This new British mystery drama strikes me as an attempt to bring The Killing (hugely popular in the UK) to a British setting, in this case the Southwest coast of England. David Tennant (a popular Dr. Who) plays Detective Inspector Alec Hardy, a city cop with a mysterious past who thinks he can hide in the quiet village of Broadchurch. He is mistaken, as he is immediately put in charge of the investigation of a young boy and his health (physical and emotional) soon starts to deteriorate.
Working with Hardy (and resenting his presence) is Detective Sergeant Ellie Miller, played by Olivia Colman. Broadchurch is very much a continuing story (non-episodic), like The Killing, and devotes serious time to character development, both of which I appreciate, especially when combined with the excellent performances by Tennant and Colman.
Aside from the occasional cliche, Broadchurch is well-written, with a clever plot and engaging characters as well as the Scandinavian Noir emphasis on justice issues (especially in its depiction of the media and the mob mistreatment of an old man). The location is used to good effect and both the music and cinematography are outstanding. Broadchurch is not as dark or noir-like as The Killing, but it has its dark moments and will appeal to those who like Scandinavian Noir. Great TV entertainment.
On the lighter side of village life on the Southwest coast of England, we have the wonderful comedy drama Doc Martin. Martin Clunes is perfectly cast as Dr. Martin Ellingham, a city surgeon who moves to the small village of Portwenn because of his mysterious past (hmmm, sounds familiar), which includes a fear of blood. Doc Martin also probably suffers from Asperger’s Syndrome, which would help to explain the fact that he has the worst bedside manner in the history of GP’s (and my GP is pretty bad!).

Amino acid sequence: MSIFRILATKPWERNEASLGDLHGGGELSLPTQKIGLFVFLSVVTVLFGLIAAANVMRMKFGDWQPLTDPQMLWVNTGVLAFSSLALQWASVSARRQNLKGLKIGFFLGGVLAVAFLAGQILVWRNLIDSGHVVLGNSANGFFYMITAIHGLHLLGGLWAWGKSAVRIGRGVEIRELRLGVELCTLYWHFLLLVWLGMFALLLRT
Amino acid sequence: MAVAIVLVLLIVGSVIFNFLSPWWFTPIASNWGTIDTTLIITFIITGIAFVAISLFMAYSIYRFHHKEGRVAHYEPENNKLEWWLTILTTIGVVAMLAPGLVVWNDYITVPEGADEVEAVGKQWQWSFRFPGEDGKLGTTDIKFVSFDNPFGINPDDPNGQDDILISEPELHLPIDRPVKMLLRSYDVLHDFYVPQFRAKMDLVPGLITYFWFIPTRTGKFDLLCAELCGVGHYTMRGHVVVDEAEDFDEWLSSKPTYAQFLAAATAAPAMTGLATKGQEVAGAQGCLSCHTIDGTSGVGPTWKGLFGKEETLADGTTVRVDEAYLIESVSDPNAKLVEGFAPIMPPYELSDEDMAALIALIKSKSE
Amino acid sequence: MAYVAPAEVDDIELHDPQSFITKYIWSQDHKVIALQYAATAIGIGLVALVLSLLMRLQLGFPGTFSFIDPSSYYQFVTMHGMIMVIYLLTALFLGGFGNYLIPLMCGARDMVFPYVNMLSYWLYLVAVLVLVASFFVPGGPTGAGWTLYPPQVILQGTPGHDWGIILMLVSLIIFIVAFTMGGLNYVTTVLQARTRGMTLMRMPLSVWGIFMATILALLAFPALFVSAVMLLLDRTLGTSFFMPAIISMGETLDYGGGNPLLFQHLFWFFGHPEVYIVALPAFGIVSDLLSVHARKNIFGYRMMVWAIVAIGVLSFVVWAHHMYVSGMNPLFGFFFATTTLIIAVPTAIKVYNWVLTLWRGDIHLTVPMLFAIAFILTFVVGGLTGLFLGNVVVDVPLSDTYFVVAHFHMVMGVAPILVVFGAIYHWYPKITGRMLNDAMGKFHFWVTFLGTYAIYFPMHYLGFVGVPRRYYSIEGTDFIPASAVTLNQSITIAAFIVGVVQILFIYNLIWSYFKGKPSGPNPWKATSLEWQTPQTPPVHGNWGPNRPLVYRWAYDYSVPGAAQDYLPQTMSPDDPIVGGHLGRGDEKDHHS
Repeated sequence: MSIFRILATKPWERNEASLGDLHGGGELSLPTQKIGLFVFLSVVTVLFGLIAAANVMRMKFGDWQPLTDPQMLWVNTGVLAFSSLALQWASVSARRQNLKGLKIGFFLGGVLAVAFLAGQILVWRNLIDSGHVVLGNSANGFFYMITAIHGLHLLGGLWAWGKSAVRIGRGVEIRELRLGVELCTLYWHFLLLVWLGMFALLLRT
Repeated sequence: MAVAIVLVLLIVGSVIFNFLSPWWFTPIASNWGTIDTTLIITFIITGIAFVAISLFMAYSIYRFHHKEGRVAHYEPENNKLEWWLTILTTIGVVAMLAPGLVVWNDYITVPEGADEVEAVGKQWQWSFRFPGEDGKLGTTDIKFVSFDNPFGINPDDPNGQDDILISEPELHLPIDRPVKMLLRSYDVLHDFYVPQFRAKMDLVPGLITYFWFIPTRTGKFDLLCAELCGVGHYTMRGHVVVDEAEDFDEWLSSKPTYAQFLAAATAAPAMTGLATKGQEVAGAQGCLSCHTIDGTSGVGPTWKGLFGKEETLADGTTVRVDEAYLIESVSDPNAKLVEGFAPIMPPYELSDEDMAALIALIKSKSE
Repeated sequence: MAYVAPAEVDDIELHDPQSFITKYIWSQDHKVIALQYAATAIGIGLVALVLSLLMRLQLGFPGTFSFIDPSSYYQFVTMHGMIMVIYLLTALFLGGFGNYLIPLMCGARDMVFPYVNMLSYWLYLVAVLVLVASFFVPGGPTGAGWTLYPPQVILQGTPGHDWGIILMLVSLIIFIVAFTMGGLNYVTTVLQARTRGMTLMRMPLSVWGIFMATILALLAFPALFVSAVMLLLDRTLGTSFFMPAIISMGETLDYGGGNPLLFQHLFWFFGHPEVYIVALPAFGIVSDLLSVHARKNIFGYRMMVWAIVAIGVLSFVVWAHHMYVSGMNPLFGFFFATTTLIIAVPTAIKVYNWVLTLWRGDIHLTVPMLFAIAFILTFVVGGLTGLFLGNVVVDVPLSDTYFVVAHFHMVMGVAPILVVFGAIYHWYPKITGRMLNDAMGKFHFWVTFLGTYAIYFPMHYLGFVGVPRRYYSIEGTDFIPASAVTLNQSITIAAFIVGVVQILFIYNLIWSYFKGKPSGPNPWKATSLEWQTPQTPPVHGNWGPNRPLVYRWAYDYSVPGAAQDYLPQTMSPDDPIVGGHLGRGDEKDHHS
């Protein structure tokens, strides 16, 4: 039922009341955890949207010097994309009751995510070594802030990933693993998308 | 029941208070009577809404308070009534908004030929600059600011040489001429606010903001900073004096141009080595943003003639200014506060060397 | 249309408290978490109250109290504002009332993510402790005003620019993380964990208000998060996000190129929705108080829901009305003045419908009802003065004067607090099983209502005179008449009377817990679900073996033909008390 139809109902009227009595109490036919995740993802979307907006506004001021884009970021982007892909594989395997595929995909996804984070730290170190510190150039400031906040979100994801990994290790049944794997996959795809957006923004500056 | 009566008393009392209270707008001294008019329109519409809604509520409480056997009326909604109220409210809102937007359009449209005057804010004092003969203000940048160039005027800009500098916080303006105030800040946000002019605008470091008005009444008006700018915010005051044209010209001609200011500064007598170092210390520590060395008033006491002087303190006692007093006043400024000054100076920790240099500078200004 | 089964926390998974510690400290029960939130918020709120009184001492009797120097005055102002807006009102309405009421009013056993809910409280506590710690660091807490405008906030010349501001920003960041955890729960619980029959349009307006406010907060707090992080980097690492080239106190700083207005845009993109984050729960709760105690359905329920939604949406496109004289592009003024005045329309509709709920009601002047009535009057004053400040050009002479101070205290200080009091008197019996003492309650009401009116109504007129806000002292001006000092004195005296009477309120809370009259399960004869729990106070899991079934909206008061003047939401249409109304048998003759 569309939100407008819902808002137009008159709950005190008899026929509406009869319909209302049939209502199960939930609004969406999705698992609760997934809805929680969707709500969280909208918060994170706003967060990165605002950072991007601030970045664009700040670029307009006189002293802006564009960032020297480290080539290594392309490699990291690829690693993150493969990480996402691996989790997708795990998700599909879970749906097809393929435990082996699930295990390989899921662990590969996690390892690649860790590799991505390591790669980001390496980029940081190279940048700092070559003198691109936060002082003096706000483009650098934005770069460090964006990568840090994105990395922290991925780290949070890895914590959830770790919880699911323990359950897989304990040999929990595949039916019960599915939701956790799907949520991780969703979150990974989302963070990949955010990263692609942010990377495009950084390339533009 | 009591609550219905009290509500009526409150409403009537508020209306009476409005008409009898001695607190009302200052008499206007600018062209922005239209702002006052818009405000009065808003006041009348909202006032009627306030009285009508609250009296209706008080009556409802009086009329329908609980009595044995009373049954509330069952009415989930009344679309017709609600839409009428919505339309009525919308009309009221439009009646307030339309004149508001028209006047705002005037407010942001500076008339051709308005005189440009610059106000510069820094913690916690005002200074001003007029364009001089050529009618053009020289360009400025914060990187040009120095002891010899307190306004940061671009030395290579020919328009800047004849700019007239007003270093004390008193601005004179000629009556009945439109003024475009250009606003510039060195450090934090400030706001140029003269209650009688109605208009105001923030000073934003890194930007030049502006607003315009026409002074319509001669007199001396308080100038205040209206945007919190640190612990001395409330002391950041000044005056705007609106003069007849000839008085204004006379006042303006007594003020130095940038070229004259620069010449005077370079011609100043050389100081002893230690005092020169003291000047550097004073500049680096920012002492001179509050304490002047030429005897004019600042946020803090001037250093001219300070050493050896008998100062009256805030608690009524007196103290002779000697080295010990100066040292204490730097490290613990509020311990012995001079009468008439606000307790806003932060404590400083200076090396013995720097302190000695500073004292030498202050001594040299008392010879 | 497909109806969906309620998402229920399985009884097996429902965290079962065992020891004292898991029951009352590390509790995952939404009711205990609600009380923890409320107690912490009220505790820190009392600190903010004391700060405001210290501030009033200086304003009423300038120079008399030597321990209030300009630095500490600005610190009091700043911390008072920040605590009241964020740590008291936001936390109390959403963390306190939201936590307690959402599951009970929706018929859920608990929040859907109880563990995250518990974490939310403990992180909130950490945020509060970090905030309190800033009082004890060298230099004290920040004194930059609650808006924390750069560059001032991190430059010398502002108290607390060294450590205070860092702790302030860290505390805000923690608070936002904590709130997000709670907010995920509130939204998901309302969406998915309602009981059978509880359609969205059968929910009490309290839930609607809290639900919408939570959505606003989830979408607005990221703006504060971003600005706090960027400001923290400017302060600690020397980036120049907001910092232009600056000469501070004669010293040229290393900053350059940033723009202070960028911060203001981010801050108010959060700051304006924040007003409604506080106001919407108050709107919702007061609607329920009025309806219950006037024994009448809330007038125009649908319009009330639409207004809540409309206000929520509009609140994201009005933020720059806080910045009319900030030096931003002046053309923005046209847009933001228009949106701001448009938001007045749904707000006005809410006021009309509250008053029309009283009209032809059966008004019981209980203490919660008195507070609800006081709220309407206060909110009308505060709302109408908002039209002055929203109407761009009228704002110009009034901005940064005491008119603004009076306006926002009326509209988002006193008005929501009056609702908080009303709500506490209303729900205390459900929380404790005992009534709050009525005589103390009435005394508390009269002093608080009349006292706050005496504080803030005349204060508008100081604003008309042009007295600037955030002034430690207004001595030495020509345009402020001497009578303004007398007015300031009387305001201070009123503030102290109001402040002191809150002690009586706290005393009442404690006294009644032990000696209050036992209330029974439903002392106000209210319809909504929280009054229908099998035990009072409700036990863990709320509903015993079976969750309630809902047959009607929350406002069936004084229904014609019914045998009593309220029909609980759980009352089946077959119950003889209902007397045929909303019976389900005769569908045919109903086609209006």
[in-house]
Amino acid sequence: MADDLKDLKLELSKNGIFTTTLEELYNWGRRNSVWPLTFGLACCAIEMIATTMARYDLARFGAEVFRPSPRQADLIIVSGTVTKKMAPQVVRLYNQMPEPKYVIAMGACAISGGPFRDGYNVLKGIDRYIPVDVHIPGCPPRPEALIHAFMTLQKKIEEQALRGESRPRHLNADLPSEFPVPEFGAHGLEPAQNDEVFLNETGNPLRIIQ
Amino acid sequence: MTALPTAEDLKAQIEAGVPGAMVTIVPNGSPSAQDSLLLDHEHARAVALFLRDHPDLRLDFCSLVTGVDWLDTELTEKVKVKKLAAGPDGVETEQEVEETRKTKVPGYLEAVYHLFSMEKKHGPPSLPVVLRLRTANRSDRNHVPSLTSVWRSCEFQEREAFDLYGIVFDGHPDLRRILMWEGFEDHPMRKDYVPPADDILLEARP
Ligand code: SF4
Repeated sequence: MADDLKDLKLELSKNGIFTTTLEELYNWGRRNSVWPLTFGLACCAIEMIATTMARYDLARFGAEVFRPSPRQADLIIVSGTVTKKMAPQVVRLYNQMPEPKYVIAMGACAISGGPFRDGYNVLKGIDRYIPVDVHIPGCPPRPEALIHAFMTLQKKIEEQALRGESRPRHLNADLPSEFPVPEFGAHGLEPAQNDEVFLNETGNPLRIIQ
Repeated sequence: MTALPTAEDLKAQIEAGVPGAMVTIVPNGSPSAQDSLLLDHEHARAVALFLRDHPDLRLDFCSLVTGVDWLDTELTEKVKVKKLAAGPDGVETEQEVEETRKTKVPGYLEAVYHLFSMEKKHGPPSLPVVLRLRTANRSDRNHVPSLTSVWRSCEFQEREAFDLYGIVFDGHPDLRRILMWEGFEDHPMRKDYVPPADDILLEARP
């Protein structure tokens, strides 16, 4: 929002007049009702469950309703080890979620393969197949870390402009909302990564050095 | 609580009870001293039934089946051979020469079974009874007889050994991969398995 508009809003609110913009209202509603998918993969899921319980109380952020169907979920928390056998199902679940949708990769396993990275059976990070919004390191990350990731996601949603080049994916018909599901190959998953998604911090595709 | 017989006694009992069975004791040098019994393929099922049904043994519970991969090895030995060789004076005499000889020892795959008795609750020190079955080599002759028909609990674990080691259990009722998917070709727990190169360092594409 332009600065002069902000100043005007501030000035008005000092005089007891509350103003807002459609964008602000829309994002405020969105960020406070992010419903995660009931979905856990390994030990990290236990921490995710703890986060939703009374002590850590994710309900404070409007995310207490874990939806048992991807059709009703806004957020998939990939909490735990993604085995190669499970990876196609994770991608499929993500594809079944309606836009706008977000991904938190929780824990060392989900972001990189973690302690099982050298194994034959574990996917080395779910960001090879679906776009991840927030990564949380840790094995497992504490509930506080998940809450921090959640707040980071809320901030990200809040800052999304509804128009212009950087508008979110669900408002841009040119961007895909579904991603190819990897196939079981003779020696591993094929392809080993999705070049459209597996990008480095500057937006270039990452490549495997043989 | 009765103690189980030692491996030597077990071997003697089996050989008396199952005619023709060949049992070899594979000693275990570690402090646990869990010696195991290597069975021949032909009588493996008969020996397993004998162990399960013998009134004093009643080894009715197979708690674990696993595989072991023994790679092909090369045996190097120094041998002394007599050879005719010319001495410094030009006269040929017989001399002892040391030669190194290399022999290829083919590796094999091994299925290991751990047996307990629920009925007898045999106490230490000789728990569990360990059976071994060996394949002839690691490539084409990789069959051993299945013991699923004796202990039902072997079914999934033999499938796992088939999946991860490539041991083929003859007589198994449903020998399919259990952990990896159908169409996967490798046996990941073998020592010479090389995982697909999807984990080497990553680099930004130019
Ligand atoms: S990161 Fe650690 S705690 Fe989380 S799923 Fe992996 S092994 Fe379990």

Doc Martin is brilliantly-written. It’s funny but thoughtful, has great characters (well-acted), great stories, great cinematography and features one of the most awkward romances (Doc Martin with the teacher Louisa, played by Caroline Catz) you will ever see. A beautiful TV show I recommend to everyone.
For pure old-fashioned soap opera period drama of the highest calibre (and the highest production values), look no further than Downton Abbey, set in a Yorkshire country house beginning in 1912 and continuing into the 1920’s. Featuring a marvellous ensemble cast, depicting abbey life upstairs and downstairs with strong character development, Downton Abbey is remarkably compelling viewing. It is no surprise that it may be the most popular TV show in the world today. Again, I recommend it to everyone.
Parade’s End is a British miniseries written by Tom Stoppard and starring Benedict Cumberbatch (Sherlock) and Rebecca Hall as Christopher and Sylvia Tietjens, a young eccentric couple caught up in the trials of life during WWI. Adding spice to the proceedings is the strained relationship between them and the arrival on the scene of a beautiful young suffragette named Valentine (Adelaide Clemens) who immediately falls in love with Christopher (the feeling is mutual).
So yes, this is an old-fashioned period romance, but written with exquisite skill and featuring perfect performances. It is a gorgeous film to watch (worth getting on blu-ray). Some viewers will be off by the very deliberate (i.e. slow) pacing of the show, but for me the pacing was exactly right.
My mug is up for these four **** British TV dramas.